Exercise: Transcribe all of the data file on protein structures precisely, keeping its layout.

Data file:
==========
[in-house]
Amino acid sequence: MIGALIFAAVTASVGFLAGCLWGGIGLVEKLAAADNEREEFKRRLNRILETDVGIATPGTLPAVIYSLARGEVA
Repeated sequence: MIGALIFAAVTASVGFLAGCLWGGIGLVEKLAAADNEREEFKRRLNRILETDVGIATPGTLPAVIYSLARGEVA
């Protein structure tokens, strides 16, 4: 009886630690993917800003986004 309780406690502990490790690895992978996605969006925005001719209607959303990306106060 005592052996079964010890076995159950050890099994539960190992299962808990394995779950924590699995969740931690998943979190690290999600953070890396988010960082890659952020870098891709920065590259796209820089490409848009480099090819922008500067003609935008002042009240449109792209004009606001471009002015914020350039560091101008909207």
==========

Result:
[in-house]
Amino acid sequence: MIGALIFAAVTASVGFLAGCLWGGIGLVEKLAAADNEREEFKRRLNRILETDVGIATPGTLPAVIYSLARGEVA
Repeated sequence: MIGALIFAAVTASVGFLAGCLWGGIGLVEKLAAADNEREEFKRRLNRILETDVGIATPGTLPAVIYSLARGEVA
């Protein structure tokens, strides 16, 4: 009886630690993917800003986004 309780406690502990490790690895992978996605969006925005001719209607959303990306106060 005592052996079964010890076995159950050890099994539960190992299962808990394995779950924590699995969740931690998943979190690290999600953070890396988010960082890659952020870098891709920065590259796209820089490409848009480099090819922008500067003609935008002042009240449109792209004009606001471009002015914020350039560091101008909207």